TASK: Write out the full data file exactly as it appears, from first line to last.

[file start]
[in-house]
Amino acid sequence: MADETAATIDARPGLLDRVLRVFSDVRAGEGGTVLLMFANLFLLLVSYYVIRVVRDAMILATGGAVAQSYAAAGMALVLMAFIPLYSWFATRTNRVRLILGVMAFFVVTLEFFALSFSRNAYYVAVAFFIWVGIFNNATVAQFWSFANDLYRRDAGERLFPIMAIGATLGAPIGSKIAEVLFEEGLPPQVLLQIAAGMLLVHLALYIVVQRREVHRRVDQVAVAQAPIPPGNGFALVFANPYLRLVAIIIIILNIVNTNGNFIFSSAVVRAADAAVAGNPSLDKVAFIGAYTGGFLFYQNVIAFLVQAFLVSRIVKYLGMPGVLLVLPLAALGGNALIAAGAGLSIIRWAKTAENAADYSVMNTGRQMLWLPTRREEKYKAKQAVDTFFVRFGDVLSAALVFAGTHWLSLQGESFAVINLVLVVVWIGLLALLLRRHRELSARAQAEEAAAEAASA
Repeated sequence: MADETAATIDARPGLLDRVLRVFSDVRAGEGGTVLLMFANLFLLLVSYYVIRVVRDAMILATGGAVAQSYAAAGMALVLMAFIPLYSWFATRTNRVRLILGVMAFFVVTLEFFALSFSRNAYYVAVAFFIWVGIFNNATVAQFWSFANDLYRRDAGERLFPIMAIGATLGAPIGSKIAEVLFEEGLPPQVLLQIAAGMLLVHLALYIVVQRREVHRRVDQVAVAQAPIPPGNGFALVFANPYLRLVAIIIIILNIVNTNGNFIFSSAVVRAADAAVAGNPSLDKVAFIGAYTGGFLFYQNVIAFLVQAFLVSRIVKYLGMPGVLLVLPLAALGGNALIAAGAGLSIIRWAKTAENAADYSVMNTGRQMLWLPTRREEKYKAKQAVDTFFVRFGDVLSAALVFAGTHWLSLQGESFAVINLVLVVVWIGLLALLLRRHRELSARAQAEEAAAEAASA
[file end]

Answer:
[in-house]
Amino acid sequence: MADETAATIDARPGLLDRVLRVFSDVRAGEGGTVLLMFANLFLLLVSYYVIRVVRDAMILATGGAVAQSYAAAGMALVLMAFIPLYSWFATRTNRVRLILGVMAFFVVTLEFFALSFSRNAYYVAVAFFIWVGIFNNATVAQFWSFANDLYRRDAGERLFPIMAIGATLGAPIGSKIAEVLFEEGLPPQVLLQIAAGMLLVHLALYIVVQRREVHRRVDQVAVAQAPIPPGNGFALVFANPYLRLVAIIIIILNIVNTNGNFIFSSAVVRAADAAVAGNPSLDKVAFIGAYTGGFLFYQNVIAFLVQAFLVSRIVKYLGMPGVLLVLPLAALGGNALIAAGAGLSIIRWAKTAENAADYSVMNTGRQMLWLPTRREEKYKAKQAVDTFFVRFGDVLSAALVFAGTHWLSLQGESFAVINLVLVVVWIGLLALLLRRHRELSARAQAEEAAAEAASA
Repeated sequence: MADETAATIDARPGLLDRVLRVFSDVRAGEGGTVLLMFANLFLLLVSYYVIRVVRDAMILATGGAVAQSYAAAGMALVLMAFIPLYSWFATRTNRVRLILGVMAFFVVTLEFFALSFSRNAYYVAVAFFIWVGIFNNATVAQFWSFANDLYRRDAGERLFPIMAIGATLGAPIGSKIAEVLFEEGLPPQVLLQIAAGMLLVHLALYIVVQRREVHRRVDQVAVAQAPIPPGNGFALVFANPYLRLVAIIIIILNIVNTNGNFIFSSAVVRAADAAVAGNPSLDKVAFIGAYTGGFLFYQNVIAFLVQAFLVSRIVKYLGMPGVLLVLPLAALGGNALIAAGAGLSIIRWAKTAENAADYSVMNTGRQMLWLPTRREEKYKAKQAVDTFFVRFGDVLSAALVFAGTHWLSLQGESFAVINLVLVVVWIGLLALLLRRHRELSARAQAEEAAAEAASA